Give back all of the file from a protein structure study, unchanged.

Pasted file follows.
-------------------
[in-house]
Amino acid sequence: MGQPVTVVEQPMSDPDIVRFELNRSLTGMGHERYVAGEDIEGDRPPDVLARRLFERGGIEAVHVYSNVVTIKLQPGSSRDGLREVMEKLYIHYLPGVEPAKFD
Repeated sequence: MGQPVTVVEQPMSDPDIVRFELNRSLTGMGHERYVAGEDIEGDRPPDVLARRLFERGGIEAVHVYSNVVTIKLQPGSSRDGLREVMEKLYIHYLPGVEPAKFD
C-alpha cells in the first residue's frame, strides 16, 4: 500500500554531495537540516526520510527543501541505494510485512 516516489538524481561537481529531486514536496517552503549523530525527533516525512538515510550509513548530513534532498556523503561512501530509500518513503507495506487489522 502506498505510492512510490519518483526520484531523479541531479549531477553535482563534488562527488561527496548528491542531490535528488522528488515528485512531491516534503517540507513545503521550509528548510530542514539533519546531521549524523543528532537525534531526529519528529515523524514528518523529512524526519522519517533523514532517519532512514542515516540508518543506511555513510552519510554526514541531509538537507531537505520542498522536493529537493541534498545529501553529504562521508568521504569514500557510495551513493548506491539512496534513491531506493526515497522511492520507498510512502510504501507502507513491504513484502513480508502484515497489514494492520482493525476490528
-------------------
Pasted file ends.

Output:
[in-house]
Amino acid sequence: MGQPVTVVEQPMSDPDIVRFELNRSLTGMGHERYVAGEDIEGDRPPDVLARRLFERGGIEAVHVYSNVVTIKLQPGSSRDGLREVMEKLYIHYLPGVEPAKFD
Repeated sequence: MGQPVTVVEQPMSDPDIVRFELNRSLTGMGHERYVAGEDIEGDRPPDVLARRLFERGGIEAVHVYSNVVTIKLQPGSSRDGLREVMEKLYIHYLPGVEPAKFD
C-alpha cells in the first residue's frame, strides 16, 4: 500500500554531495537540516526520510527543501541505494510485512 516516489538524481561537481529531486514536496517552503549523530525527533516525512538515510550509513548530513534532498556523503561512501530509500518513503507495506487489522 502506498505510492512510490519518483526520484531523479541531479549531477553535482563534488562527488561527496548528491542531490535528488522528488515528485512531491516534503517540507513545503521550509528548510530542514539533519546531521549524523543528532537525534531526529519528529515523524514528518523529512524526519522519517533523514532517519532512514542515516540508518543506511555513510552519510554526514541531509538537507531537505520542498522536493529537493541534498545529501553529504562521508568521504569514500557510495551513493548506491539512496534513491531506493526515497522511492520507498510512502510504501507502507513491504513484502513480508502484515497489514494492520482493525476490528